It took Larry Loyie 21 years to research completely the ordeal he went through as a native student in a residential school -- and the return to class in middle age for the education he never got there -- to be able to write the book he long had in mind.

Loyie's determination and talent inspired Constance Brissenden and Wayne K. Spear to join him in turning out Residential Schools, With the Words and Images of Survivors, a national history that is going out to schools and bookshelves across Canada.

Their project so impressed multimedia producer Jeff Burnham that he made the book the first publication launched by Indigenous Education Press and

"The residential schools are still a hidden history," Loyie said with Brissenden and Burham beside him during a launch for the book at the offices of Indigenous Press Education at 188 Mohawk Street.

"My goal has always been to open up this history to all Canadians. It honours the students, their cultures and their families."

In its seven chapters, Residential Schools tells the importance of culture and traditions, family, life at school, the dark side of abuse, friendships and even laughter in a system that encompassed First Nations, Inuit and Métis children across Canada.

It also reveals the power of healing and education in a changing world.

At the centre is the story of Loyie, a Cree who went for four years to a public school and lived with his family in a wooded area in Great Slave Lake, Alberta. At the age of nine, he writes in the introduction, "I lost this beautiful way of life when I was forced to attend a residential school."

For six years in the 1940s, he attended St. Bernard Mission residential school in Grouard, one of Alberta's 25 such schools.

He wasn't allowed to speak Cree, and he really didn't get an education in the years he spent there.

Instead of being in a classroom with books and a teacher, he was one of many pressed into child labour, doing chores needed to sustain the school.

He had to feed the cattle, pick potatoes, and pile wood to fuel the school's five "humongous" buildings.

"We got no benefit from all that work," he said.

"Education was a secondary thing. Sustaining the school took priority. I thought I would get an education. I didn't."

If he had been in class, he probably wouldn't have learned much anyway, he said, because most of the teachers were not trained.

"I did have one educated teacher, Sister Theresa, who inspired me to continue learning," Loyie noted in his introduction.

"I am grateful to her."

In the interview, he said: "If it hadn't been for her, I wouldn't have made it to Grade 8."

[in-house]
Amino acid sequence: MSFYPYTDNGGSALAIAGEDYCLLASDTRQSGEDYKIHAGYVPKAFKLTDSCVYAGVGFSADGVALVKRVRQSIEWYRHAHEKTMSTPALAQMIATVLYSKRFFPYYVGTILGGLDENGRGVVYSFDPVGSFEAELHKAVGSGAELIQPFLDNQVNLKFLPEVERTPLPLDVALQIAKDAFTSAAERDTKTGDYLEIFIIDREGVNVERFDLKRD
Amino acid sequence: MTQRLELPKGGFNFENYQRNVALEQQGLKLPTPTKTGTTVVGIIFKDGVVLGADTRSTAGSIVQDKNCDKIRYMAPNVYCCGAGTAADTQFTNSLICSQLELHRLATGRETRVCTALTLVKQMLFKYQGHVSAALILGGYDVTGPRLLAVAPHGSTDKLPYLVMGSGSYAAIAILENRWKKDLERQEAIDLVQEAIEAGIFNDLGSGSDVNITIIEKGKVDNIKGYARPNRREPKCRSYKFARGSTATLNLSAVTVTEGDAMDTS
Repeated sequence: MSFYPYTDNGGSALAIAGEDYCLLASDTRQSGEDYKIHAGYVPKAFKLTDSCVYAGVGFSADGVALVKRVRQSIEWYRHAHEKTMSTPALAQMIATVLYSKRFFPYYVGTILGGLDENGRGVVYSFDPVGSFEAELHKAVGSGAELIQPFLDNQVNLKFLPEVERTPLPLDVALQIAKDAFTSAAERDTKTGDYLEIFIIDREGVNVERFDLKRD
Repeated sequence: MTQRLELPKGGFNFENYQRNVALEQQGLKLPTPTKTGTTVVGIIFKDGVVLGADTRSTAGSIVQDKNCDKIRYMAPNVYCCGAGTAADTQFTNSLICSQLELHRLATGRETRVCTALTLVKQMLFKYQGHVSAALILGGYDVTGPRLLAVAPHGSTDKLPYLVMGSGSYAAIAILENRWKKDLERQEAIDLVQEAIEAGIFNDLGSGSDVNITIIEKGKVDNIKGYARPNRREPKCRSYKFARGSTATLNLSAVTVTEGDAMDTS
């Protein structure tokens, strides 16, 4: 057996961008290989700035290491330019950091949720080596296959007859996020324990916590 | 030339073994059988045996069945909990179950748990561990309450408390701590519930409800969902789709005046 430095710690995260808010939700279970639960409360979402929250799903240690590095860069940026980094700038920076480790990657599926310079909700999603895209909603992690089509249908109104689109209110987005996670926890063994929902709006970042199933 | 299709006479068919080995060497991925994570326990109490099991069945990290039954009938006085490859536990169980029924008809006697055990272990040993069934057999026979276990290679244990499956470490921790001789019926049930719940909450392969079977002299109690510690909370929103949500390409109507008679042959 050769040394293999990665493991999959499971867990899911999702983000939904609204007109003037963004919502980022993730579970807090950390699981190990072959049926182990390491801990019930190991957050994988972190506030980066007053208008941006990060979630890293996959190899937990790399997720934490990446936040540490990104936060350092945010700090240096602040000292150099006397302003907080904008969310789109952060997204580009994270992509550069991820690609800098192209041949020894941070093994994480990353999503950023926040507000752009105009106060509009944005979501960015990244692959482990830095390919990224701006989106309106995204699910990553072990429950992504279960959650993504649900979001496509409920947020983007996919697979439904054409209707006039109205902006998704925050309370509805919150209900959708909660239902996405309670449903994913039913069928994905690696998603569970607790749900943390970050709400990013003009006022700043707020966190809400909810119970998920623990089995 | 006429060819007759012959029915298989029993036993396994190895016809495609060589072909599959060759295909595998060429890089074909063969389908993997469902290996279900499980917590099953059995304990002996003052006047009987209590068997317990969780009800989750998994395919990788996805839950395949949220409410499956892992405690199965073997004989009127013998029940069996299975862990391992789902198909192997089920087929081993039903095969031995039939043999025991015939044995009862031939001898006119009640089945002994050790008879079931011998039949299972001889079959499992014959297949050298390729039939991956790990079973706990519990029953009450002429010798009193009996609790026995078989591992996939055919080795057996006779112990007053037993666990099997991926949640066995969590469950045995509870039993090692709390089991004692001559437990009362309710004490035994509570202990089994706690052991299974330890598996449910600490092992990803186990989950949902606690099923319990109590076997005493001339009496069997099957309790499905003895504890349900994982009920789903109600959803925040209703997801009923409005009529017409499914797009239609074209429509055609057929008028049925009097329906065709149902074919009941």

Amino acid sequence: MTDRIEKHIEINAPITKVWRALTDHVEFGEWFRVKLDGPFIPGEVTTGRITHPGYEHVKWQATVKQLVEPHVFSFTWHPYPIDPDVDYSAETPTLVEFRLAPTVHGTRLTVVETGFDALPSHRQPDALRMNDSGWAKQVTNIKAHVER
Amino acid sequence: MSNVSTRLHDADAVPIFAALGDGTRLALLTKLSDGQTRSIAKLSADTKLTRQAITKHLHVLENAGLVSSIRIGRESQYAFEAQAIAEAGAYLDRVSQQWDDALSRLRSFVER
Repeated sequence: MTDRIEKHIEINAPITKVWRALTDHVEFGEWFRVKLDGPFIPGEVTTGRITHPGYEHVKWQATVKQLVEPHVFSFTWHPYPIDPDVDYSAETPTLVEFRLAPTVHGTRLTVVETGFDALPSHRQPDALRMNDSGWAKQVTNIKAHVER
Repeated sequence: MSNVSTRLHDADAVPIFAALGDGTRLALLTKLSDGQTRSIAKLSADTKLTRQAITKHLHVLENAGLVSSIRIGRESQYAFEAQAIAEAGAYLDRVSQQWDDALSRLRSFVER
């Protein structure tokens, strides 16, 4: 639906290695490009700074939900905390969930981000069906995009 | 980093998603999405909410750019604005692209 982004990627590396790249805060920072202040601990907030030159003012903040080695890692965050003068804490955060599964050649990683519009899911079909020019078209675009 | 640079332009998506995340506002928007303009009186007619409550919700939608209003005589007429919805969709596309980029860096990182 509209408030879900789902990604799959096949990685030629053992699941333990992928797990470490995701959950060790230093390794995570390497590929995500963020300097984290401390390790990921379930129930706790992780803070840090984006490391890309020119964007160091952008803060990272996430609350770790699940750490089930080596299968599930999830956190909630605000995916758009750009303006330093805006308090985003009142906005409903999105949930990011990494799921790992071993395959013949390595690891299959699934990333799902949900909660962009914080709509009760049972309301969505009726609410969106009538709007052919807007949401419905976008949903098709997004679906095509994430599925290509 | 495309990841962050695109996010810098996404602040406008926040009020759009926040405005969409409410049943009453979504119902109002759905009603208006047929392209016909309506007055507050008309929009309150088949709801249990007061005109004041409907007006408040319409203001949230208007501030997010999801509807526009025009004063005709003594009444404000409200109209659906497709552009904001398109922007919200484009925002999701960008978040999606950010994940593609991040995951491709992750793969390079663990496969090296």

Loyie went back to school at age 58 to get the education he was denied.

"I got a lot of razzing from the other students," he recalled in the interview. "they'd say, 'Oh, grandpa...' It didn't phase me one bit."

He said he knew he wanted to write about his experience so he insisted on learing typing early on.

"I knew I wanted to be a writer, so whenever I wrote, my script was ready."

Brissenden, a freelance writer and editor of several books, first encountered Loyie in a creative writing class in downtown Vancouver. She said she saw right away the power of his creative writing.

"He had such good ideas."

They collaborated on a short memoir, an educational book meant for children called, As Long as the Rivers Flow. Set in 1944, it recreates the summer Loyie -- then 10 years old -- spent with his Cree family before being forced to attend residential school.

In the last passage, he and his siblings are crying as their parents load them into a truck to be taken to the residential school.

"The sides of the truck were high. He couldn't see his family," Loyie wrote.

"As the truck pulled away, all he could see was the sky."

Loyie said the memoir compelled him to tell the larger story.

Brissenden collaborated as an editor and compiler of photos from residential school survivors.

Meanwhile, Burnham followed the progress of the two.

"I knew they were working on it. We were talking about it," he said.

"I knew the quality of work they would produce. I didn't have to say how I wanted anything done. We trusted each other."

Spear's contributions also stem from his background.

A Mohawk, he was born in Buffalo, New York, and grew up in Fort Erie. He has worked for more than two decades in health and education. He is a former director of communications at the Aboriginal Healing Foundation and lives in Toronto.

He is the author of Full Circle: The Aboriginal Healing Foundation and The Unfinished Work of Hope, Healing and Reconciliation, published in 2014.

Despite all the work done in getting an apology, reconciliation and settlement from the federal government for the wrongs of the residential school system, not much is known publicly about the period, said Brissenden.

"The information is still scattered. We just don't know the story very well," she said.

"It needs to be in the school curriculums."

Residential School, With the Words and Images of Survivors, is available through, a wholesaler of First Nations, Inuit and Métis books.

To order by phone, call 1-877-862-8483.

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